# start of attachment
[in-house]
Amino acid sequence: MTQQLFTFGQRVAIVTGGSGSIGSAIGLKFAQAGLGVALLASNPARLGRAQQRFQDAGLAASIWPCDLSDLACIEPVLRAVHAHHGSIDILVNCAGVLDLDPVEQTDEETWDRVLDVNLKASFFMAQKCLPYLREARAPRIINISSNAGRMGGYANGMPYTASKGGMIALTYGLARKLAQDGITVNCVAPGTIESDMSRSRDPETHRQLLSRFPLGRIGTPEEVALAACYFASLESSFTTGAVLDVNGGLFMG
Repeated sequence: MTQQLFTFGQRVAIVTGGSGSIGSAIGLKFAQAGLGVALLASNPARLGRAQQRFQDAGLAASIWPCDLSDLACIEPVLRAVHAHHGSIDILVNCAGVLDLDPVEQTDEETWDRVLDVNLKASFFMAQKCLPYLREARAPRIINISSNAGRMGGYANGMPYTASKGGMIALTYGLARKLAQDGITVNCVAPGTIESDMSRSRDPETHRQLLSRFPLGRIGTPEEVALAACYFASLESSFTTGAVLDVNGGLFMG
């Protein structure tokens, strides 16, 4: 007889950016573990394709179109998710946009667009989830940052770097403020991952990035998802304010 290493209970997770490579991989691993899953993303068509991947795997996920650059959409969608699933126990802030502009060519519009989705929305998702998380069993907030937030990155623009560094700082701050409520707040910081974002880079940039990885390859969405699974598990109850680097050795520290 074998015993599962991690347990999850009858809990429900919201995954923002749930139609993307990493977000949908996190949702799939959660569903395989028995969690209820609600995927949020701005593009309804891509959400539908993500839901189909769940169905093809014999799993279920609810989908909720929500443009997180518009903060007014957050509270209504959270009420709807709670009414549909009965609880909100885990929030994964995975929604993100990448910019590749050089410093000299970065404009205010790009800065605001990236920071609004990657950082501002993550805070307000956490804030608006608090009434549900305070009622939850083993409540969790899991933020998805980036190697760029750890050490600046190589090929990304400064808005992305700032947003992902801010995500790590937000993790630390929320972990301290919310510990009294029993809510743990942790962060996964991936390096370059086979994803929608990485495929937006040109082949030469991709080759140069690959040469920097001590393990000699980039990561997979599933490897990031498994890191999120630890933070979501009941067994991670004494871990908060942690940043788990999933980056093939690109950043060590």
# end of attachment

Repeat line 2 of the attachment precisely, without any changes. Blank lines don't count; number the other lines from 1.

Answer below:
Amino acid sequence: MTQQLFTFGQRVAIVTGGSGSIGSAIGLKFAQAGLGVALLASNPARLGRAQQRFQDAGLAASIWPCDLSDLACIEPVLRAVHAHHGSIDILVNCAGVLDLDPVEQTDEETWDRVLDVNLKASFFMAQKCLPYLREARAPRIINISSNAGRMGGYANGMPYTASKGGMIALTYGLARKLAQDGITVNCVAPGTIESDMSRSRDPETHRQLLSRFPLGRIGTPEEVALAACYFASLESSFTTGAVLDVNGGLFMG